“As a first step, we pulled out profiles of engineers we hired from Lever (our Application Tracking Service) and found many of them to be active on code-related online digital platforms that reflect their passion for programming,” says Atif Haider, Gojek recruiter, in Finding Needles in Haystacks. 

From there, Gojek targeted the most obvious platforms and created algorithms to pinpoint qualified candidates. This included looking “at various signals to check their passion for programming, and (if) they passed a certain pre-defined threshold, we would mark them as qualified,” continues Haider. 

Once they shortlisted qualified candidates, Gojek began reaching out through personalized, nurture email campaigns. From there, interested candidates were contacted for conversations, and ultimately, several hires were made. By implementing this new process, Gojek exceeded their recruiting target by 300%. 

Tip 3. Shift your infielders.    

Agility is the name of the game in our ever-evolving, hypercompetitive global economy. This applies equally to the recruitment space, where dexterity amid the waves of disruption continually is tested.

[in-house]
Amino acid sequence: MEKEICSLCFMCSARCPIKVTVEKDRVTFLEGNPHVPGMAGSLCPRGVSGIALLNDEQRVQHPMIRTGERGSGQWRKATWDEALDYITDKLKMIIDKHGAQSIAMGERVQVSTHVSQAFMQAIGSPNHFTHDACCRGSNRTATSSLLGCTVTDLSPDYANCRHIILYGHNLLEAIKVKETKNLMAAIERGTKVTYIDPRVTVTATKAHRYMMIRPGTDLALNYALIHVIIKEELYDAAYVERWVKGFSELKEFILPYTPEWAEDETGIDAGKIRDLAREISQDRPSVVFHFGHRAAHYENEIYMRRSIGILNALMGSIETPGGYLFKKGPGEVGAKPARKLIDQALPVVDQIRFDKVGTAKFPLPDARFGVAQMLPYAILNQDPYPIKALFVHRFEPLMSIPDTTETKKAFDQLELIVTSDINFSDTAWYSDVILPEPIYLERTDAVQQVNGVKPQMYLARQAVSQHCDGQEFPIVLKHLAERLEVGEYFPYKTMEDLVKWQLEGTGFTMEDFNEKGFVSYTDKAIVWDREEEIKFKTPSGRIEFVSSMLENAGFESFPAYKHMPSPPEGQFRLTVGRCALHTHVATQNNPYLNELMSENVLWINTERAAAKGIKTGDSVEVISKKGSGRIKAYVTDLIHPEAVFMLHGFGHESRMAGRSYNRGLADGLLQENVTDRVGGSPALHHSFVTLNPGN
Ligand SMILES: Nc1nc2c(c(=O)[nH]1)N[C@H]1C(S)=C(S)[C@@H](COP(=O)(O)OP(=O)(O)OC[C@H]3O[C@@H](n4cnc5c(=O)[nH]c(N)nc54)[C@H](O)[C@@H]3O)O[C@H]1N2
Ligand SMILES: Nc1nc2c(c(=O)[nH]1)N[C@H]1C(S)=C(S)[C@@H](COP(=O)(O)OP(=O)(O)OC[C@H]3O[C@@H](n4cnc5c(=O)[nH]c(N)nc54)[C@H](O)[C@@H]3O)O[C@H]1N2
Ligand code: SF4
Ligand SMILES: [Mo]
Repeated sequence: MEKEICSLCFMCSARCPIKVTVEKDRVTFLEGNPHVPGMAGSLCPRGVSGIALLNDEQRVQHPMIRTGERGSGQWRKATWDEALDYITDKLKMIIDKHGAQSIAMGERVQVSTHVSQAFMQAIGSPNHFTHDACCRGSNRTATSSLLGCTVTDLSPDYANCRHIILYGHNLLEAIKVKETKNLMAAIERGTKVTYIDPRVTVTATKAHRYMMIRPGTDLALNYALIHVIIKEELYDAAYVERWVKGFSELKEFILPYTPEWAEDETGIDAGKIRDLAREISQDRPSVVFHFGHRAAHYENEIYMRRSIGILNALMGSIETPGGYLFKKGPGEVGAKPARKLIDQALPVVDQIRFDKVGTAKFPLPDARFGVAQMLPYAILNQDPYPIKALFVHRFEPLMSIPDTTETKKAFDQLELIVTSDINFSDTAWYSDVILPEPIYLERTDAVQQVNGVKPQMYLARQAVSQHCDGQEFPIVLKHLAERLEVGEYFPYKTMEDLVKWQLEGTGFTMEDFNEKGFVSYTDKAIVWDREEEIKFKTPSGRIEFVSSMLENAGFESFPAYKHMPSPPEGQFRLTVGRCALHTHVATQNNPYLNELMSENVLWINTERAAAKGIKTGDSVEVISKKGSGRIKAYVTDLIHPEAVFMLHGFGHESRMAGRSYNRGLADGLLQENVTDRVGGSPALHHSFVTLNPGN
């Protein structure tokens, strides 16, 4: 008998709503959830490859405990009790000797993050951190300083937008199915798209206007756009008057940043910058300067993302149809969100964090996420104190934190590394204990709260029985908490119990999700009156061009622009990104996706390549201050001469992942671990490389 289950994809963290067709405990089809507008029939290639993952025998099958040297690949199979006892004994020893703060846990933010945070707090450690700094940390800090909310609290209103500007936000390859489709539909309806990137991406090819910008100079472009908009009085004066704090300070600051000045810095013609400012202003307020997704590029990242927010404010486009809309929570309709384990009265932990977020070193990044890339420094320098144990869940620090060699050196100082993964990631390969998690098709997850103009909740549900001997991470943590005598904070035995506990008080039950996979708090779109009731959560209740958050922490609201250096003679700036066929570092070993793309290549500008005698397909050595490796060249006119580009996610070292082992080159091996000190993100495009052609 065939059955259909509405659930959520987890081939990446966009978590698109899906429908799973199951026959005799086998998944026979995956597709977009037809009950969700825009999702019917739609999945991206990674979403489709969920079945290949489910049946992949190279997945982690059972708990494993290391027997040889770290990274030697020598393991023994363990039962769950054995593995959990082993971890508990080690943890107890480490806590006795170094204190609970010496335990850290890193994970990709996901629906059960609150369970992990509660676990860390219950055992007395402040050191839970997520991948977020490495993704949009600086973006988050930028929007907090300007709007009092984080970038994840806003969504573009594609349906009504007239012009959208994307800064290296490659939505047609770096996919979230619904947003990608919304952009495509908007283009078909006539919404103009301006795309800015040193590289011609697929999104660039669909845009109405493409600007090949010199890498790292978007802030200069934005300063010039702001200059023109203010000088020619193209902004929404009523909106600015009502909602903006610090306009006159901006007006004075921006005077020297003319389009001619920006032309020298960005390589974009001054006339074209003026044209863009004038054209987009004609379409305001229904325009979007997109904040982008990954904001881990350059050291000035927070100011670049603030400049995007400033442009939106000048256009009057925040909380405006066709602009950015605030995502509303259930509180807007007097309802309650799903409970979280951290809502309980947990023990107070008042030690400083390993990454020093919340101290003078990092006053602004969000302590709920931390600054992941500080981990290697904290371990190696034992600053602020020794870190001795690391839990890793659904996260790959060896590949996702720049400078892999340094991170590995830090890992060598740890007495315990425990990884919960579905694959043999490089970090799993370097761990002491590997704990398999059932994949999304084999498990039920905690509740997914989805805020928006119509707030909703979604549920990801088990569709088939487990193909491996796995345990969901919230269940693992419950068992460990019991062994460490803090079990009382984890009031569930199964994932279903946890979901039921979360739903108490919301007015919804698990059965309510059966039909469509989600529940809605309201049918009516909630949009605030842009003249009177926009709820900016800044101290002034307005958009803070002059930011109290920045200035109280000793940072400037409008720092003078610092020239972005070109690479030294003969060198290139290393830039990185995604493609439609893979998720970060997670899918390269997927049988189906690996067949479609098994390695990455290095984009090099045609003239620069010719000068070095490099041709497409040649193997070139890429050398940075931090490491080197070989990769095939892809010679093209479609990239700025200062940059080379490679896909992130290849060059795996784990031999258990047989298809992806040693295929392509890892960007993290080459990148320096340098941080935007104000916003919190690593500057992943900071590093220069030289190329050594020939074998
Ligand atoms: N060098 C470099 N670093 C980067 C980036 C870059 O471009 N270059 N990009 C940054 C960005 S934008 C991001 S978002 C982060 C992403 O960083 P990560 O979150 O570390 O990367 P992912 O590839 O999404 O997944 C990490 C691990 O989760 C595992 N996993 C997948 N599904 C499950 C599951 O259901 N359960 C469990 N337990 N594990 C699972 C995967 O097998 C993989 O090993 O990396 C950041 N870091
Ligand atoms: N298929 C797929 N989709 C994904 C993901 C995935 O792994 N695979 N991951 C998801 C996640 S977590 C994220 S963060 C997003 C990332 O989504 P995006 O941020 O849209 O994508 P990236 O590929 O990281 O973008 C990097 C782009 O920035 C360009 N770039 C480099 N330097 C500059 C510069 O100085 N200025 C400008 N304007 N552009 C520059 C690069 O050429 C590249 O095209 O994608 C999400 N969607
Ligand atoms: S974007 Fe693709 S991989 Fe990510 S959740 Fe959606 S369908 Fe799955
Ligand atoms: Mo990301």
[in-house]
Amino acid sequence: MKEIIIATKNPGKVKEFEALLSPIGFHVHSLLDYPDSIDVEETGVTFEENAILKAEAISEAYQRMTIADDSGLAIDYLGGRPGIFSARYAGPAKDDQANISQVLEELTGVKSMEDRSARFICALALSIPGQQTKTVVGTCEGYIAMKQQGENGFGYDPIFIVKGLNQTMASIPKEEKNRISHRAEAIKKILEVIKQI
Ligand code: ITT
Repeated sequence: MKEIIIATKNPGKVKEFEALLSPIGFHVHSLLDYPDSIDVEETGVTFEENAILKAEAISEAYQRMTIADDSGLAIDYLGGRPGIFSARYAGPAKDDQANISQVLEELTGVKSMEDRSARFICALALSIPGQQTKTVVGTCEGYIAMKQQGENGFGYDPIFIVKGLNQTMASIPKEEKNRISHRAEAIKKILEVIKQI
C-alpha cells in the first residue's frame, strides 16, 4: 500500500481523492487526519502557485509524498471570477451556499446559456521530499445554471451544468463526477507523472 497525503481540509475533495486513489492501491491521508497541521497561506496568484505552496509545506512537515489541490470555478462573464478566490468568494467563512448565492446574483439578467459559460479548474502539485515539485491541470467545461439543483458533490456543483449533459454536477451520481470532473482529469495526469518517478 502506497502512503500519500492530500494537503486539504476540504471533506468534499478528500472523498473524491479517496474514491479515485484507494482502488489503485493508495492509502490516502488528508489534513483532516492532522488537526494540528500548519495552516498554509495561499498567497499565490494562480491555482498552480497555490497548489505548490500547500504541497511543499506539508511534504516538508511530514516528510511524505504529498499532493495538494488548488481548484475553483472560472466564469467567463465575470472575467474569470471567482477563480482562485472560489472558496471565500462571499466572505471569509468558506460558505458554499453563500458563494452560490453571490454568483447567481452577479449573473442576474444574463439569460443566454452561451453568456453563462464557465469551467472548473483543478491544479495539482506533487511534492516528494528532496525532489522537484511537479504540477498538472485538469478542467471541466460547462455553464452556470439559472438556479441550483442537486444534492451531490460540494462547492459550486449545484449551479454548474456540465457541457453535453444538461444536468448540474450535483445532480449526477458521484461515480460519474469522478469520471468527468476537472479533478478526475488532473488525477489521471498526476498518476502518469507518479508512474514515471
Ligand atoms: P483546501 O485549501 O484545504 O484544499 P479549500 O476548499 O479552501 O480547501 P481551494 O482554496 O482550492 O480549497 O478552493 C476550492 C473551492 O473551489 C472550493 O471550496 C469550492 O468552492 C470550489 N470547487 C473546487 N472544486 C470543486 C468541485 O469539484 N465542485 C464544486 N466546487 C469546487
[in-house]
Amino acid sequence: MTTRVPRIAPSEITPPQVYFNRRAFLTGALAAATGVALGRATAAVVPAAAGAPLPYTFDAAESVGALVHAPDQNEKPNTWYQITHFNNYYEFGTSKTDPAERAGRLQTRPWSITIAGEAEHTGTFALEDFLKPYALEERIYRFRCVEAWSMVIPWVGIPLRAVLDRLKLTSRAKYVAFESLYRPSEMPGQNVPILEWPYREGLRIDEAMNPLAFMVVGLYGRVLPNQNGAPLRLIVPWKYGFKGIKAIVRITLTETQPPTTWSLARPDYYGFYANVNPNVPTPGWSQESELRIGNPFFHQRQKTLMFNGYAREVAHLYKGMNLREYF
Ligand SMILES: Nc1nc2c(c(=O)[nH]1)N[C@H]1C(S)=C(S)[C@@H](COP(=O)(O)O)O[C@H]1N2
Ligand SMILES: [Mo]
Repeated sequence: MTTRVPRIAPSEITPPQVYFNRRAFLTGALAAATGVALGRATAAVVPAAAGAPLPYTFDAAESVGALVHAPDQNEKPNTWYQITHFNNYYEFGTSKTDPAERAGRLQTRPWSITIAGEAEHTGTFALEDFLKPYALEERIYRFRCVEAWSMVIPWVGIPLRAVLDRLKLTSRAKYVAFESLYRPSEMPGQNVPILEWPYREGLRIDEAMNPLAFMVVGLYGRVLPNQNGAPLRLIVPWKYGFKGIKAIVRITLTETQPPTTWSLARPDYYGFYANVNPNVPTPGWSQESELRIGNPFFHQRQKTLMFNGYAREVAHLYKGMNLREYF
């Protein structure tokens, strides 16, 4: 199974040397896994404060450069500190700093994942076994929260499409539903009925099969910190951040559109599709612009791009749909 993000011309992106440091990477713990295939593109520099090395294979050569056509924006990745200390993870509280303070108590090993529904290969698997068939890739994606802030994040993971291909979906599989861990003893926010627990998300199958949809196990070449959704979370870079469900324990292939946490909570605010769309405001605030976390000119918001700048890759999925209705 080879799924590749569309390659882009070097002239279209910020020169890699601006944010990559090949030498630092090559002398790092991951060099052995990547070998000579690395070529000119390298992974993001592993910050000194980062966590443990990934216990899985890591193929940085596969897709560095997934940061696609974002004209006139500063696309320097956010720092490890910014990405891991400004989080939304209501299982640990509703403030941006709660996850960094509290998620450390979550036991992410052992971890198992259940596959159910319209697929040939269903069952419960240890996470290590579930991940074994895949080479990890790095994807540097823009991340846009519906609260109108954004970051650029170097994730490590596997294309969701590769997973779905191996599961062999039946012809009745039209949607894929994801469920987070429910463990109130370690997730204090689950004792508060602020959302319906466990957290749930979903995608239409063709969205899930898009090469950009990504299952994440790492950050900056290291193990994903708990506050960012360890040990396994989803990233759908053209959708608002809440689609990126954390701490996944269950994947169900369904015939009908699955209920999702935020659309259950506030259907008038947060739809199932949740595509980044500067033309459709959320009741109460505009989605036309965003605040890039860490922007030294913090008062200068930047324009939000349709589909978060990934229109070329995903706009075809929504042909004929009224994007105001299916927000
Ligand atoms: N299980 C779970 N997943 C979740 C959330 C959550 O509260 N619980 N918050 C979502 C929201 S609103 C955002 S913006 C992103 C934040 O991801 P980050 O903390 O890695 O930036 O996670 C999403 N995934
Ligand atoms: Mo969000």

McCabe’s baseball reference helps to drive the point home: “In baseball, infielders shift positions to the far left or right side of the diamond to take advantage of a batter’s tendency to pull the ball (consistently hitting to one side of the field). As a talent leader, your shift during recession-like times is to avoid downsizing your team in a knee-jerk reaction to a soft economy.” 

How to Act on This Tip:  Continues McCabe, “Any leader in the talent acquisition space generates lists of to-do projects that will vet out tech solutions, automate, improve the candidate experience, train your hiring teams, etc. Delegate and shift your team to get engaged in this activity.  You’ll avoid high burnout that recruiters often face during high-volume peak times, and you’ll raise their engagement as they take on interesting tasks outside the transactional and repetitive pieces of the hiring lifecycle.”